Still, it's a good puzzle-solving game, although I prefer the likes of the Monkey Island or Broken Sword games to it.
I've played the first few Myst games.
Shana - February 9, 2007 02:13 AM (GMT)
I played Myst and Riven and enjoyed them. I started Exile which was the third in the set I bought, but since I was playing them so close together, and they were so similar, I lost interest. Its been a while, so I don't remember any good info to share, though! :embarrassed:
Arthur Denton - February 9, 2007 03:18 AM (GMT)
@Lestat: no, no extra CD. I have, though, read every and all magazine at the time of the launch (because it was launched so close to quake 2, which was my favourite most hyped game of all times at those days, even though it leasted only until I got my hands on Unreal, but that's another story) and I know the work was really detailed. I like the eye candy, and the puzzles, but hey! As Ravager, I had to resort to walkthroughs twice - first because of certain vaults, and afterwards because of fear of returning to a certain place to meet a certain person, but then, I noticed that the end of the game was really near and I have saved, so I said "heh, lets go" and did it even though the walkthrough hasnt quite answered my questions. Yes, some puzzles are a pain, specially the one related to the dome, the maps, the coloured dots and activating the power to the islands vaults. Btw, SPOILERS AHEAD. I had pinpointed the location of most of the vaults, knew what they were for, had the code, yet I hadnt been able to power them. Then eventually I stumbled upon the mechanism, and then I've related it to the map island (because I noticed the darker patterns around the "map" in the machinery you gotta activate with the coloured balls) but then I had to go FIVE times to map island to chart all the places. Also, I have had to write that all down - and one thing that confused me the most is that you cant just write something, you dont have a notebook, nor a quest log or anything - and that's confusing, because you're so hopeless in such a big world that relating the maps to the machinery could take a really long time.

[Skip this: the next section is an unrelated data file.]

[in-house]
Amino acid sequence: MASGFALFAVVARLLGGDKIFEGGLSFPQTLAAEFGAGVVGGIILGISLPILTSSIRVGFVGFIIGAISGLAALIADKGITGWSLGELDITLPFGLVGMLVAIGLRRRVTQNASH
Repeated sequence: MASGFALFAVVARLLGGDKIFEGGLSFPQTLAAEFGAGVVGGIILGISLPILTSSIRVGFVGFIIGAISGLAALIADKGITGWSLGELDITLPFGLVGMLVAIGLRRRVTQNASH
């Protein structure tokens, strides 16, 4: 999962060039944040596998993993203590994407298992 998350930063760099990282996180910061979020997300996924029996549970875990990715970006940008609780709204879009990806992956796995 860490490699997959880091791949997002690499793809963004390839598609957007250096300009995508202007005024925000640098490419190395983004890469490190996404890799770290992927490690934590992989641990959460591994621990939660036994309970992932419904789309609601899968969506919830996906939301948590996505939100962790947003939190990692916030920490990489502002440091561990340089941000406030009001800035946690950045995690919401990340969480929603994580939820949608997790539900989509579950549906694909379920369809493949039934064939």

@Chat: First time I've attempted it, I got stuck on every puzzle... hehehehe...
@Shana: Today, after the experience, I'm still bored with Myst to a certain extent. But I'd buy Exile to play when i'm bored at all the other games. The thing I'm thinking here is that the replayability value of this game goes down to zero - once you solve a puzzle, you just know how to solve it and presto (despite the number system and the passwords changing from game to game).
Lestat - February 9, 2007 10:46 AM (GMT)
(some spoilers might follow)
Well, I like the way how they have you use deductive reasoning without feeding you the clues. Like how you learn about the numbers that are used in Riven through the device in the class room close to the village. As you first stumble on this, it doesn't seem important, but deducing the number system is necessary for at least two puzzles if I remember well. And the stone circle puzzle that requires hints of the wooden balls is much easier if you listened to the environment (when rolled, the balls make the sound of animals you encountered during your wanderings). I like it the way they require you to integrate information you found on a several places and might not seem relevant at the time to solve the puzzles. It's true that you better play the game with a notepad at hand.